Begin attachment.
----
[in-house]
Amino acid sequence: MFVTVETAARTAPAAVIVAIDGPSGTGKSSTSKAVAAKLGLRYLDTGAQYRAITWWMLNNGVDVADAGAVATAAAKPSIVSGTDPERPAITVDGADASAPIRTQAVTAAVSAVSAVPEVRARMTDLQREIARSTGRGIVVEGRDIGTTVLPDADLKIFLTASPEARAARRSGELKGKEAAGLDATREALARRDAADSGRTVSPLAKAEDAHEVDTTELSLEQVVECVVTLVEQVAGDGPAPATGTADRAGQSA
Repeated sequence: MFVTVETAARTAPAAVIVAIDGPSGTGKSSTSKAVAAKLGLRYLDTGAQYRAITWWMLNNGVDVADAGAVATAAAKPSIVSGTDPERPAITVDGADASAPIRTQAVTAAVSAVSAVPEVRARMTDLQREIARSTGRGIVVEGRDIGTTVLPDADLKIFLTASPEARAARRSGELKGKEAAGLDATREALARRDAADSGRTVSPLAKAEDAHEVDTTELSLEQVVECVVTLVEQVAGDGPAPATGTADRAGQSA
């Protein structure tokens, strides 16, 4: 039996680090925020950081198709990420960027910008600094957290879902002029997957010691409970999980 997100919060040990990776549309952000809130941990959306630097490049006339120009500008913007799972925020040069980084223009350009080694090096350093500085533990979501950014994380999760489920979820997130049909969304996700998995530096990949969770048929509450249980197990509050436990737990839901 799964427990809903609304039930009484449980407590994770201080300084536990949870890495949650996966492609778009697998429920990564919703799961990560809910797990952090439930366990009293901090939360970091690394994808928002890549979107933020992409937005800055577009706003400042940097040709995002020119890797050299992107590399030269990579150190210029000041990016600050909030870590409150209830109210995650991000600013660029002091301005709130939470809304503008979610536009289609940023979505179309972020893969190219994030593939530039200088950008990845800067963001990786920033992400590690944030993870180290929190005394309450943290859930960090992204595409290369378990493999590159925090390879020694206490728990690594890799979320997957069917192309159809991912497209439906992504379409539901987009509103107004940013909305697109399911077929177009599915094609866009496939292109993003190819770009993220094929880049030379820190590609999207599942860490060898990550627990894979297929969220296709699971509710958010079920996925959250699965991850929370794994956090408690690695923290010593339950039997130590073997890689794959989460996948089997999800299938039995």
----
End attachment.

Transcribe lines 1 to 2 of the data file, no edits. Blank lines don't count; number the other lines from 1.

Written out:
[in-house]
Amino acid sequence: MFVTVETAARTAPAAVIVAIDGPSGTGKSSTSKAVAAKLGLRYLDTGAQYRAITWWMLNNGVDVADAGAVATAAAKPSIVSGTDPERPAITVDGADASAPIRTQAVTAAVSAVSAVPEVRARMTDLQREIARSTGRGIVVEGRDIGTTVLPDADLKIFLTASPEARAARRSGELKGKEAAGLDATREALARRDAADSGRTVSPLAKAEDAHEVDTTELSLEQVVECVVTLVEQVAGDGPAPATGTADRAGQSA